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Does my loved one have a gambling problem?

If your loved one has a gambling problem, he or she might:

  • Become increasingly defensive about his or her gambling. The more a problem gambler is in the hole, the more the need to defend gambling as a way to get money. Your loved one may get secretive, defensive or even blame you for the need to gamble, telling you that it is all for you and you need to trust in the “big win someday”.
  • Suddenly become secretive over money and finances. Your loved one might show a new desire to control household finances, or there might increasingly be a lack of money despite the same income and expenses. Savings and assets might mysteriously dwindle, or there may be unexplained loans or cash advances.
  • Become increasingly desperate for money to fund the gambling. Credit card bills may increase, or your loved one may ask friends and family for money. Jewelry or other items easily pawned for money may mysteriously disappear.

Helping a family member with a gambling problem

If your family member has a gambling problem, you may have many conflicting emotions. You may try to cover up for a loved one or spend a lot of time and energy trying to keep him or her from gambling. At the same time, you might be furious at your loved one for gambling again and tired of trying to keep up the charade. As much as you may want to, and as hard as it is seeing the effects, you cannot make someone stop gambling. The final choice is up to them.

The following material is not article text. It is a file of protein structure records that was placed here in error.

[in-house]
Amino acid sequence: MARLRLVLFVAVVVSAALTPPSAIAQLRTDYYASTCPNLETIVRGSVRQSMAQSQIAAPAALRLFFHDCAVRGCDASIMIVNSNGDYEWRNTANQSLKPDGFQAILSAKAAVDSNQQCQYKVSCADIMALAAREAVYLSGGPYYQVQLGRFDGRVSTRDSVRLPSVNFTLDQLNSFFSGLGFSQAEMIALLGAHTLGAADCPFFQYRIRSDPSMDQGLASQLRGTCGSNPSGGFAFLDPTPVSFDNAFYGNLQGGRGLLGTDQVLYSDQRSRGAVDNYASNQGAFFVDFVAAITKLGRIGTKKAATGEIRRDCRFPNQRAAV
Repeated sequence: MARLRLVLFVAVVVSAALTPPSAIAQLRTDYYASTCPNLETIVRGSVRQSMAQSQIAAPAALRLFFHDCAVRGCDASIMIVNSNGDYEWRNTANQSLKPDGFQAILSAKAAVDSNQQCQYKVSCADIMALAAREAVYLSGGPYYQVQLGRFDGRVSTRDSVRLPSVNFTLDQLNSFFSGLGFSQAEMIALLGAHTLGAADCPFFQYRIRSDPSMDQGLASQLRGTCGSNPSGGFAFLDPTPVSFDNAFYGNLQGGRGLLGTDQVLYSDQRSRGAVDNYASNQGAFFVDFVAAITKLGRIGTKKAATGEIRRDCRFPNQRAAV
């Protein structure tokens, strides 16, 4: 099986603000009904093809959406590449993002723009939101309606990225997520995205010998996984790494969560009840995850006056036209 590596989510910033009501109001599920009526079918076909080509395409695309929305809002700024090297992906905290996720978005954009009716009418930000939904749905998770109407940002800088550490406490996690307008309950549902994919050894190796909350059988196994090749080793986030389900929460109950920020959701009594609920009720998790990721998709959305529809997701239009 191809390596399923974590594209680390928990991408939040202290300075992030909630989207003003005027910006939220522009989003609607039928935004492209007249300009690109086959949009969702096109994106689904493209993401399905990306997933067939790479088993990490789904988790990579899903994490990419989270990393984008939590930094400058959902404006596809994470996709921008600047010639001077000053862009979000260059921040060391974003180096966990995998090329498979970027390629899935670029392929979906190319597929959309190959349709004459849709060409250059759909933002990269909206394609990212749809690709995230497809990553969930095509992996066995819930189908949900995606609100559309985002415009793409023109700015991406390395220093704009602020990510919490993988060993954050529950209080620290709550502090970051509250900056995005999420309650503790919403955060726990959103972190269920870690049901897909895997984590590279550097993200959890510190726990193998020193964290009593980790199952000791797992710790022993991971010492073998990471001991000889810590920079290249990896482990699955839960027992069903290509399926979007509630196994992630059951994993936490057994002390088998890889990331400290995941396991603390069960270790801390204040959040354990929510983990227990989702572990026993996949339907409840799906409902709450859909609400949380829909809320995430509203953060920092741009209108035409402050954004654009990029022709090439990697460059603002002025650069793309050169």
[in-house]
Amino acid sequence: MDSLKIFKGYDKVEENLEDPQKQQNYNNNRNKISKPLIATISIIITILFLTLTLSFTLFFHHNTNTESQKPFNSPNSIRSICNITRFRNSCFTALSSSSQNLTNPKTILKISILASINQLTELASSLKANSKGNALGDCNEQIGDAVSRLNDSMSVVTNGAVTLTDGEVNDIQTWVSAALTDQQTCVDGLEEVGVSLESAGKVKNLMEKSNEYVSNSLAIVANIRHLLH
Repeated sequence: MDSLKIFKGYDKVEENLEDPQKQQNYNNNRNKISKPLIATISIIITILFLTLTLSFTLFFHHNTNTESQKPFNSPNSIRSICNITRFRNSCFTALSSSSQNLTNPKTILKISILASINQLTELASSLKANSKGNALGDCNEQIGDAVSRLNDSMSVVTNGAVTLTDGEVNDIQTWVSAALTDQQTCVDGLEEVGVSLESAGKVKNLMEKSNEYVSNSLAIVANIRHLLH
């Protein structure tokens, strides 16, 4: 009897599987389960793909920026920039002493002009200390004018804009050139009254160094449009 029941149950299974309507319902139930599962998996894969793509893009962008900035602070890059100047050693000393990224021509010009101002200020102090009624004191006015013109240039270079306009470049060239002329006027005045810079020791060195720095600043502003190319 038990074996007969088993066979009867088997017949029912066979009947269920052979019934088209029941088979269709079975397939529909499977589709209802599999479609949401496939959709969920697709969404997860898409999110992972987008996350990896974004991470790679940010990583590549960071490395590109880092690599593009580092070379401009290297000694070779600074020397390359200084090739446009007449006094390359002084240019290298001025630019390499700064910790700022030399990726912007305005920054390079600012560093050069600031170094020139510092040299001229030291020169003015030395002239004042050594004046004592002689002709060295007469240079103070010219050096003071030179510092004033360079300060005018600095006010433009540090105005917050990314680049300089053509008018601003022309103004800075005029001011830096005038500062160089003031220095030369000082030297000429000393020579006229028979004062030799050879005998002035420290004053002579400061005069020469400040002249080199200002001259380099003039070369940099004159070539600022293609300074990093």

Ironically, one of the best ways to help a problem gambler is to help yourself. You have a right to protect yourself emotionally and financially. Don’t blame yourself for the gambler’s problems. The right support can help you make positive choices for yourself, and balance encouraging your loved one to get help without losing yourself in the process.

Tips for family members of problem gamblers:

  • Don’t go at it alone. It can feel so overwhelming coping with a loved ones problem gambling that it may seem easier to rationalize their requests and problems “this one last time”. Or you might feel ashamed, feeling like you are the only one who has problems like this. Reaching out for support will make you realize that many families have struggled with this problem. Peer support like Gam-Anon, a free support group for families of problem gamblers, can give you help and feedback from others who have been there in all stages of the process. Or you might consider therapy to help sort out the complicated feelings that arise from coping with a problem gambler.
  • Set boundaries in managing money. If a loved one is serious about getting help for problem gambling, it may help if you take over the family finances to make sure the gambler stays accountable and to prevent relapse. However, this does not mean you are responsible for micromanaging the problem gamblers impulses to gamble. Your first responsibilities are to ensure that your own finances and credit are not at risk.
  • Consider how you will handle requests for money. Problem gamblers often become very good at asking for money, either directly or indirectly. They may use pleading, manipulation or even threats and blaming to get it. It takes time and practice to learn how you will respond to these requests to ensure you are not enabling the problem gambler and keeping your own dignity intact.
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